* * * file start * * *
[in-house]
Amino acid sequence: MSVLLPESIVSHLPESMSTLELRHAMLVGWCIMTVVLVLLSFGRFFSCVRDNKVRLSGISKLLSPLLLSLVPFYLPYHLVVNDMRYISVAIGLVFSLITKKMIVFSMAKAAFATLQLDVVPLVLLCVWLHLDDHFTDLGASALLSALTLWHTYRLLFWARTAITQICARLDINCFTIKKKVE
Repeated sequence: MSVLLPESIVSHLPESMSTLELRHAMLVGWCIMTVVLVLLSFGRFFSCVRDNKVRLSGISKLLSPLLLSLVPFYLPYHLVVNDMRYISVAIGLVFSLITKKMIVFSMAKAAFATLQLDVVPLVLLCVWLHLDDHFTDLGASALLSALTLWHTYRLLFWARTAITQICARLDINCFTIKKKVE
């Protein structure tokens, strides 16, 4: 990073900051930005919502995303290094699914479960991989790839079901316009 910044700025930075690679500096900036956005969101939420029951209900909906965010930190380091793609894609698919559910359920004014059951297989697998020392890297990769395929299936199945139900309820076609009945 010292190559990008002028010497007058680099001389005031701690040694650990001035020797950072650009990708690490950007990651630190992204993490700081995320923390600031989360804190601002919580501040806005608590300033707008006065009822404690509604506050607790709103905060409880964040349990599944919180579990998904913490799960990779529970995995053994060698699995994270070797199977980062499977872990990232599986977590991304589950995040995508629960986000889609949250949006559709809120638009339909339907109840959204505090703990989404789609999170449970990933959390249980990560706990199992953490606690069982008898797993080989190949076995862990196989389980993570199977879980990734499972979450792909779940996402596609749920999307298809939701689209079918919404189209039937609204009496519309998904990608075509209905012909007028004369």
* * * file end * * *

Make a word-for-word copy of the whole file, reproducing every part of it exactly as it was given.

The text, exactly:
[in-house]
Amino acid sequence: MSVLLPESIVSHLPESMSTLELRHAMLVGWCIMTVVLVLLSFGRFFSCVRDNKVRLSGISKLLSPLLLSLVPFYLPYHLVVNDMRYISVAIGLVFSLITKKMIVFSMAKAAFATLQLDVVPLVLLCVWLHLDDHFTDLGASALLSALTLWHTYRLLFWARTAITQICARLDINCFTIKKKVE
Repeated sequence: MSVLLPESIVSHLPESMSTLELRHAMLVGWCIMTVVLVLLSFGRFFSCVRDNKVRLSGISKLLSPLLLSLVPFYLPYHLVVNDMRYISVAIGLVFSLITKKMIVFSMAKAAFATLQLDVVPLVLLCVWLHLDDHFTDLGASALLSALTLWHTYRLLFWARTAITQICARLDINCFTIKKKVE
């Protein structure tokens, strides 16, 4: 990073900051930005919502995303290094699914479960991989790839079901316009 910044700025930075690679500096900036956005969101939420029951209900909906965010930190380091793609894609698919559910359920004014059951297989697998020392890297990769395929299936199945139900309820076609009945 010292190559990008002028010497007058680099001389005031701690040694650990001035020797950072650009990708690490950007990651630190992204993490700081995320923390600031989360804190601002919580501040806005608590300033707008006065009822404690509604506050607790709103905060409880964040349990599944919180579990998904913490799960990779529970995995053994060698699995994270070797199977980062499977872990990232599986977590991304589950995040995508629960986000889609949250949006559709809120638009339909339907109840959204505090703990989404789609999170449970990933959390249980990560706990199992953490606690069982008898797993080989190949076995862990196989389980993570199977879980990734499972979450792909779940996402596609749920999307298809939701689209079918919404189209039937609204009496519309998904990608075509209905012909007028004369």